THE ESSENCE OF GODELLO
Godello is a white wine grape originating in the northwest of Spain, probably in the province of Galicia (north of Portugal). This grape reaches its best results in the small Village of Valdeorras in Galicia, and does not seem to be grown much elsewhere in the world. There are some other regions in Spain like El Bierzo where there is a development of this grape, but in Valdeorras the results are stunning.
Godello is now one of Spain's two premier white wines sitting beside Albariño, another well known Galician grape in that capacity.
The essence of Godello grapes is the minerality and acidity. The extra that distinguishes it from many other serviceable varieties with those qualities, is a richness of fruit and wildflower flavours and a somewhat denser body than the usual all-mineral white vines.
Godello is sometimes mistakenly confused with Verdelho, which is in fact a different grape. This name is sometimes used for Godello and also to define the Portugese Gouveio.
A Phylloxera epidemic hit the region in the 19th century, devastating vineyards and taking Godello to the brink of extinction. To restore the area's devastated vineyards, vast plantations of heavy-cropping Palomino further squeezed what few Godello vines had survived.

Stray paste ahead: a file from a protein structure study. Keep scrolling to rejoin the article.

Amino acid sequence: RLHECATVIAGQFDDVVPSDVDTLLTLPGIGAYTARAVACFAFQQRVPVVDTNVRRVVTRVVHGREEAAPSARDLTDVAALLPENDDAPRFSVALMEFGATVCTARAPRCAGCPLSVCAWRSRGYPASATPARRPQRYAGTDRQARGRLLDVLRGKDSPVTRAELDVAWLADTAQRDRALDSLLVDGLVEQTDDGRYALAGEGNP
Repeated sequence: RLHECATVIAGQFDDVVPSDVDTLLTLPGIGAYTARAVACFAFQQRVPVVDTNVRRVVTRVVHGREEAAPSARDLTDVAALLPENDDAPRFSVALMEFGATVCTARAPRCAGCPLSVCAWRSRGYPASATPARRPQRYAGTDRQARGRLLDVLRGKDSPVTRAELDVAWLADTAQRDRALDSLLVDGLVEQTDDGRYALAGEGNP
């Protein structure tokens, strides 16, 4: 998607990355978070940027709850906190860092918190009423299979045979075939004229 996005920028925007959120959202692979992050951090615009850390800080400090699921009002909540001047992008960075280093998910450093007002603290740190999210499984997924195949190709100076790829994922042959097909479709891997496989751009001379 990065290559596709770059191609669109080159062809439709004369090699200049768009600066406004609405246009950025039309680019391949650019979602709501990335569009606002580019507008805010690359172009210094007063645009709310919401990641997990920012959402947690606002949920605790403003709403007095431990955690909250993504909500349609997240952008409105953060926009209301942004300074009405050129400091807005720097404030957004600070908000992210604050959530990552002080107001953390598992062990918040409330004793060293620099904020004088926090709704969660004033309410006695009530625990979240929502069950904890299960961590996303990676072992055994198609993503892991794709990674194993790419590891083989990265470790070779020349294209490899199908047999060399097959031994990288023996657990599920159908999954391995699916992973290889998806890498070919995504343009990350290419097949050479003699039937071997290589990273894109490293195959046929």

While in Andalusia Palomino grapes were famous for producing sherry, at the north of Spain, in Galicia, Palomino tends to make dumb, lifeless wines best suited to quantity rather than quality. Finally, wise heads in the wine industry realised that a simple and cheap wine was not a good way to foment employment and that the sector had to be quickly redirected. Finally, in the 1970s, the Valdeorras Council launched the “Revival Project", recovering Godello grapes from the road of the extinction.
Numerous researches were made to find the most appropriate rootstocks and training methods and addressing the grape’s tendency to mature very rapidly due to serious sunshine exposure in autumn. In all not more than 1,000 square meters (1,200 sq. yards) of vineyard had survived. The surviving Godello vines were around 60 years old, grafted onto a hybrid of Vitis vinifera and rupestris.